We shall not know until the year 1920 how far Turgenev was influenced by Madame Viardot, nor exactly what were his relations with this extraordinary woman. Pauline Garcia was a great singer who made her first appearance in Petersburg in 1843. Turgenev was charmed with her, and they remained intimate friends until his death forty years later. After this event, she published some of his letters. She died in Paris in 1910, at the age of eighty-nine. It is reported that among her papers is a complete manuscript novel by Turgenev, which he gave to her some fifty years ago, on the distinct understanding that it should not be published until ten years after her death. We must accordingly wait for this book with what patience we can command. If this novel really exists, it is surely a strange sensation to know that there is a manuscript which, when published, is certain to be an addition to the world's literature. It is infinitely more valuable on that account than for any light it may throw on the relations between the two individuals.

When Madame Viardot gave up the opera in 1864, and went to live at Baden, Turgenev followed the family thither, lived in a little house close to them, and saw them every day. He was on the most intimate terms with her, with her husband, and with her daughters, whom he loved devotedly. He was essentially a lonely man, and in this household found the only real home he ever knew. It is reported that he once said that he would gladly surrender all his literary fame if he had a hearth of his own, where there was a woman who cared whether he came home late or not. What direction the influence of Madame Viardot on Turgenev took no one knows. Perhaps she simply supplied him with music, which was one of the greatest passions and inspirations of his life. This alone would be sufficient to account for their intimacy. Perhaps she merely stimulated his literary activity, and kept him at his desk; for, like all authors except Anthony Trollope, he hated regular work. His definition of happiness is not only a self-revelation, it will appeal to many humble individuals who are not writers at all. Being asked for a definition of happiness, he gave it in two words—"Remorseless Laziness."

It is one of the curious contradictions in human nature that Tolstoi, so aggressive an apostle of Christianity, was himself so lacking in the cardinal Christian virtues of meekness, humility, gentleness, and admiration for others; and that Turgenev, who was without religious belief of any kind, should have been so beautiful an example of the real kindly tolerance and unselfish modesty that should accompany a Christian faith. There is no better illustration in modern history of the grand old name of gentleman.

His pessimism was the true Slavonic pessimism, quiet, profound, and undemonstrative. I heard the late Professor Boyesen say that he had never personally known any man who suffered like Turgenev from mere Despair. His pessimism was temperamental, and he very early lost everything that resembled a definite religious belief. Seated in a garden, he was the solitary witness of a strife between a snake and a toad; this made him first doubt God's Providence.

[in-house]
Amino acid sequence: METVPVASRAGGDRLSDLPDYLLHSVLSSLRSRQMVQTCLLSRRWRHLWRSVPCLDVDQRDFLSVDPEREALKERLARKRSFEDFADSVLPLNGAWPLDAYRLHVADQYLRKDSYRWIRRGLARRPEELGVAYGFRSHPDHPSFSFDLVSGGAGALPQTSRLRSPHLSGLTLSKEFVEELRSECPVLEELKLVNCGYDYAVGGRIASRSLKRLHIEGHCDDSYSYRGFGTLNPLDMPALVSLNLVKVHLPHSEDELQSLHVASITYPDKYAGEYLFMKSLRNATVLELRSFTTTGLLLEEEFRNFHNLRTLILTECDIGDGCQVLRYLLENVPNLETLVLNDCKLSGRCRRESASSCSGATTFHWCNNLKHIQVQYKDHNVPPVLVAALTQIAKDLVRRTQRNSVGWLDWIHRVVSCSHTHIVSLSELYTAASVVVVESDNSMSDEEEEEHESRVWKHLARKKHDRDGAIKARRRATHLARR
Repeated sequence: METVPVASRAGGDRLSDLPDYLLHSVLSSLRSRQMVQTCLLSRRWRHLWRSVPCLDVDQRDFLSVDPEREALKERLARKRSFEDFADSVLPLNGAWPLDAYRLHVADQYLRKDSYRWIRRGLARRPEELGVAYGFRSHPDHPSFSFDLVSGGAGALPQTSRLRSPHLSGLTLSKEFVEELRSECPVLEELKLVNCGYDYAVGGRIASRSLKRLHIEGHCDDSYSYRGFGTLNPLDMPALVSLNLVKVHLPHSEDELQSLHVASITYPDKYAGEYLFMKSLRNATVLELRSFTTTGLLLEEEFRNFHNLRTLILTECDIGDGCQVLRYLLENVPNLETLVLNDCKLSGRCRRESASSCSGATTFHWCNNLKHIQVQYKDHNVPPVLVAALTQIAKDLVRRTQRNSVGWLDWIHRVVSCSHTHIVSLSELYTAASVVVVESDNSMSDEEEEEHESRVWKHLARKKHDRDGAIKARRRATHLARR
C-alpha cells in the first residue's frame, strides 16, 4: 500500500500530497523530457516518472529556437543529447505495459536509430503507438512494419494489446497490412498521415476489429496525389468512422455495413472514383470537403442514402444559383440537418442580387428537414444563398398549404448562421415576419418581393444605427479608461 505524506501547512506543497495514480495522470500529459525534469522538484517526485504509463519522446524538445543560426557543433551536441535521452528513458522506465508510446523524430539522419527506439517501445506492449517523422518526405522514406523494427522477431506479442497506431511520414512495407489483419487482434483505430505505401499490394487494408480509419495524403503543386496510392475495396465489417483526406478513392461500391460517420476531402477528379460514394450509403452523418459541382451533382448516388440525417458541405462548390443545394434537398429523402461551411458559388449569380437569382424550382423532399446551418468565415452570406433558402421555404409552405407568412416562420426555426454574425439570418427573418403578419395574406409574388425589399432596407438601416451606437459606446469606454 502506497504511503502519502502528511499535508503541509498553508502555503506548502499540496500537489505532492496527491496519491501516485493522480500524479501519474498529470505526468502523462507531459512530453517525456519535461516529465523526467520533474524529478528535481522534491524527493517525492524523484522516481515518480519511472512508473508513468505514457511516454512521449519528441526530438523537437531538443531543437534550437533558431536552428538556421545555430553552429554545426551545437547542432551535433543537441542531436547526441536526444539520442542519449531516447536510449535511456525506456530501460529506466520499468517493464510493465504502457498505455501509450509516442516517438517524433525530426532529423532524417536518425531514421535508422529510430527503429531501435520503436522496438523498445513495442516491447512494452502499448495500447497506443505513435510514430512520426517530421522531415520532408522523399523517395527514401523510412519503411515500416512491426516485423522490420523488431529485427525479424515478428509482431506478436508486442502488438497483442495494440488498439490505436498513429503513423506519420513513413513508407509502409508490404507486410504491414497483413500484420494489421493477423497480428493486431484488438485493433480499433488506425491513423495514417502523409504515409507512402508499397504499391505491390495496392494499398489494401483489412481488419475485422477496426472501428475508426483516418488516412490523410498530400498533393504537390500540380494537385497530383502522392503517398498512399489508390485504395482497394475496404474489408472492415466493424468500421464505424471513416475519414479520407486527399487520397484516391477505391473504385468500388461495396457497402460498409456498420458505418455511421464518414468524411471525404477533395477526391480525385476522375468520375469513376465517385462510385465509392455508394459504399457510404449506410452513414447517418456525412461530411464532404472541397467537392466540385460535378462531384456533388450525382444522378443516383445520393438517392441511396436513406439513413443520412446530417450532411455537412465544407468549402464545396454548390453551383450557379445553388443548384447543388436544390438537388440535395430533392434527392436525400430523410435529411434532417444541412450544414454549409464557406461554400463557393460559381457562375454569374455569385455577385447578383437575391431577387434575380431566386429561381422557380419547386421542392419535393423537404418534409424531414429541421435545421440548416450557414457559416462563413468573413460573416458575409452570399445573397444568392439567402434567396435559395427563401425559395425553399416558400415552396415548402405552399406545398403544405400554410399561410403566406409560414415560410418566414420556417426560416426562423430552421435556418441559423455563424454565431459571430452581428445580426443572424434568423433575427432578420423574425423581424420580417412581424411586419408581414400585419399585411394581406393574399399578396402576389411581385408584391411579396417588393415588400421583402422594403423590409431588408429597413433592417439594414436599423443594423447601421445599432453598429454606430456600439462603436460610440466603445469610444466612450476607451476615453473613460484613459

He was far more helpful to Russia, living in Paris, than he could have been at home. Just as Ibsen found that he could best describe social conditions in Norway from the distance of Munich or Rome, just as the best time to describe a snowstorm is on a hot summer's day,—for poets, as Mrs. Browning said, are always most present with the distant,—so Turgenev's pictures of Russian character and life are nearer to the truth than if he had penned them in the hurly-burly of political excitement. Besides, it was through Turgenev that the French, and later the whole Western world, became acquainted with Russian literature; for a long time he was the only Russian novelist well known outside of his country. It was also owing largely to his personal efforts that Tolstoi's work first became known in France. He distributed copies to the leading writers and men of influence, and asked them to arouse the public. Turgenev had a veritable genius for admiration; he had recognised the greatness of his younger rival immediately, and without a twinge of jealousy. When he read "Sevastopol," he shouted "Hurrah!" and drank the author's health. Their subsequent friendship was broken by a bitter and melancholy quarrel which lasted sixteen years. Then after Tolstoi had embraced Christianity, he considered it his duty to write to Turgenev, and suggest a renewal of their acquaintance. This was in 1878. Turgenev replied immediately, saying that all hostile feelings on his part had long since disappeared; that he remembered only his old friend, and the great writer whom he had had the good fortune to salute before others had discovered him. In the summer of that year they had a friendly meeting in Russia, but Turgenev could not appreciate the importance of Tolstoi's new religious views; and that very autumn Tolstoi wrote to Fet, "He is a very disagreeable man." At the same time Turgenev also wrote to Fet, expressing his great pleasure in the renewal of the old friendship, and saying that Tolstoi's "name is beginning to have a European reputation, and we others, we Russians, have known for a long time that he has no rival among us." In 1880, Turgenev returned to Russia to participate in the Pushkin celebration, and was disappointed at Tolstoi's refusal to take part. The truth is, that Tolstoi always hated Turgenev during the latter's lifetime, while Turgenev always admired Tolstoi. On his death-bed, he wrote to him one of the most unselfish and beautiful letters that one great man ever sent to another.